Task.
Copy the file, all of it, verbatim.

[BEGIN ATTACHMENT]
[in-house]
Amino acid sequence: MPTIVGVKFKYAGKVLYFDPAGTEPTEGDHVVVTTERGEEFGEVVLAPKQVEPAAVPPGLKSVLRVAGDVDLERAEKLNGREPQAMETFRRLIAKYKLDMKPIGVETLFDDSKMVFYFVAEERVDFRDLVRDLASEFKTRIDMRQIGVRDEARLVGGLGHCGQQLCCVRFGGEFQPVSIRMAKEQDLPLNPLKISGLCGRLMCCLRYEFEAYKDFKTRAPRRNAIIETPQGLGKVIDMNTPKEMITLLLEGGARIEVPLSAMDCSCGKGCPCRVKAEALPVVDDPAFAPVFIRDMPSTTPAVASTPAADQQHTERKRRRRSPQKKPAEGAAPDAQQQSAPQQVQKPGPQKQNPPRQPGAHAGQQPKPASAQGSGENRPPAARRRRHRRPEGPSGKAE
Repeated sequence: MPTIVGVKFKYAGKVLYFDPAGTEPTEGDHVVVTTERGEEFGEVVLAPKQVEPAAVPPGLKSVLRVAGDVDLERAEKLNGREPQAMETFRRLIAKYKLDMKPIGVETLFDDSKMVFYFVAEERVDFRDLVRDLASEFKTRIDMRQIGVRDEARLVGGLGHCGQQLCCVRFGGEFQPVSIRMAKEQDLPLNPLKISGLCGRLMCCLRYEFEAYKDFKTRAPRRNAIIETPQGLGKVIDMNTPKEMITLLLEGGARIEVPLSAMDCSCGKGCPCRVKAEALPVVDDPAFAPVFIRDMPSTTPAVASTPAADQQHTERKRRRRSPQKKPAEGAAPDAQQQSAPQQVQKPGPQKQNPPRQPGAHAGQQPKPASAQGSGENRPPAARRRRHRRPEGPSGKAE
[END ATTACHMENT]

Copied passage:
[in-house]
Amino acid sequence: MPTIVGVKFKYAGKVLYFDPAGTEPTEGDHVVVTTERGEEFGEVVLAPKQVEPAAVPPGLKSVLRVAGDVDLERAEKLNGREPQAMETFRRLIAKYKLDMKPIGVETLFDDSKMVFYFVAEERVDFRDLVRDLASEFKTRIDMRQIGVRDEARLVGGLGHCGQQLCCVRFGGEFQPVSIRMAKEQDLPLNPLKISGLCGRLMCCLRYEFEAYKDFKTRAPRRNAIIETPQGLGKVIDMNTPKEMITLLLEGGARIEVPLSAMDCSCGKGCPCRVKAEALPVVDDPAFAPVFIRDMPSTTPAVASTPAADQQHTERKRRRRSPQKKPAEGAAPDAQQQSAPQQVQKPGPQKQNPPRQPGAHAGQQPKPASAQGSGENRPPAARRRRHRRPEGPSGKAE
Repeated sequence: MPTIVGVKFKYAGKVLYFDPAGTEPTEGDHVVVTTERGEEFGEVVLAPKQVEPAAVPPGLKSVLRVAGDVDLERAEKLNGREPQAMETFRRLIAKYKLDMKPIGVETLFDDSKMVFYFVAEERVDFRDLVRDLASEFKTRIDMRQIGVRDEARLVGGLGHCGQQLCCVRFGGEFQPVSIRMAKEQDLPLNPLKISGLCGRLMCCLRYEFEAYKDFKTRAPRRNAIIETPQGLGKVIDMNTPKEMITLLLEGGARIEVPLSAMDCSCGKGCPCRVKAEALPVVDDPAFAPVFIRDMPSTTPAVASTPAADQQHTERKRRRRSPQKKPAEGAAPDAQQQSAPQQVQKPGPQKQNPPRQPGAHAGQQPKPASAQGSGENRPPAARRRRHRRPEGPSGKAE